A&S: American music is so strongly associated with rock guitar. What’s it like being a classical player in that environment?

M.W.: I think of myself as a classical musician, but I grew up listening to rock and played it a lot in high school and still every now and again have a little fun with it. But I don’t do it on a professional level. … It’s not something I think about too much. I kinda listen to what I like and I study and prepare what I’m trained to do.

A&S: So you still pick up the guitar sometimes and play some non-classical music?

M.W.: Oh sure, all he time. On friends’ back porches when we’re just sitting around. I think just for fun some friends got me up at an open mic a year or so ago and I sang some pop tunes. But that’s just stuff that just kind of happens. … If I have the time to do it and it’s fun, I will. But it’s nothing that I pursue.

A&S: Every week, there are people who pick up a guitar for the first time. Besides practice, practice, practice, do you have a tip for a budding player?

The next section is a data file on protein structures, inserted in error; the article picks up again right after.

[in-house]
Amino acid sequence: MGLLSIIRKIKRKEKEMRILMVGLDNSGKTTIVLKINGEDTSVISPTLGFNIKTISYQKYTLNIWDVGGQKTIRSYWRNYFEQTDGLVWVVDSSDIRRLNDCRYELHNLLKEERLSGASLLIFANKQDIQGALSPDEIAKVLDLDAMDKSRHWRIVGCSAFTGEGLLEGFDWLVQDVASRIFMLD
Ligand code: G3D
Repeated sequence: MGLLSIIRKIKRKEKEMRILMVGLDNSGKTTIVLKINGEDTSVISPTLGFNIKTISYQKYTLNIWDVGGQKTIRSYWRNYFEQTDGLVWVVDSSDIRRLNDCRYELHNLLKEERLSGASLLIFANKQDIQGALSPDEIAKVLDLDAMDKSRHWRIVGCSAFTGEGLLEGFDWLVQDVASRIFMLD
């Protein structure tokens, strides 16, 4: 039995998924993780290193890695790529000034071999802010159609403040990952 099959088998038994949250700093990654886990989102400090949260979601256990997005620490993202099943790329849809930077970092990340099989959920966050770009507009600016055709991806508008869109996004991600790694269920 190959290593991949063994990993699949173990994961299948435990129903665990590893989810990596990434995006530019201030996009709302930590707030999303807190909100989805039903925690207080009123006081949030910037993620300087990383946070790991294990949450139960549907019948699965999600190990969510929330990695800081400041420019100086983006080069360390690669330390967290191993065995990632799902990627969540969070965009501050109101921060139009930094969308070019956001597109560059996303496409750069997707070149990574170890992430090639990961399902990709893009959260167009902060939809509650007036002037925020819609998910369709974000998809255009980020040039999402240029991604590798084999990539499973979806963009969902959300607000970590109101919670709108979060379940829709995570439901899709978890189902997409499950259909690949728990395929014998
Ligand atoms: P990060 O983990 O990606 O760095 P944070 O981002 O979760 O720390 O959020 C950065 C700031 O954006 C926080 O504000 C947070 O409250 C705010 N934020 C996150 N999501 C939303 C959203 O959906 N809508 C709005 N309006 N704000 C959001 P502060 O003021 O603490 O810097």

M.W.: I think the most important thing for a young musicians or a beginning musician is to listen to a lot of music and try and immerse yourself in the experience of listening to music – particularly live music, almost regardless of the genre. And there are a lot of opportunities in Dallas and Fort Worth, obviously. Finding a good teacher can be really helpful. It can be essential. We hear lots of stories about self-made musicians, and it happens. But finding a good teacher can be really important. And I’m a big believer in learning fundamentals of music. If you understand those well and have a good command of them, you really can apply them to just about any genre of music. And it can create a base that, as you develop, can open up a lot of opportunities down the road.

The Art&Seek Q&A is a weekly discussion with a person involved in the arts in North Texas. Check back next Thursday for another installment.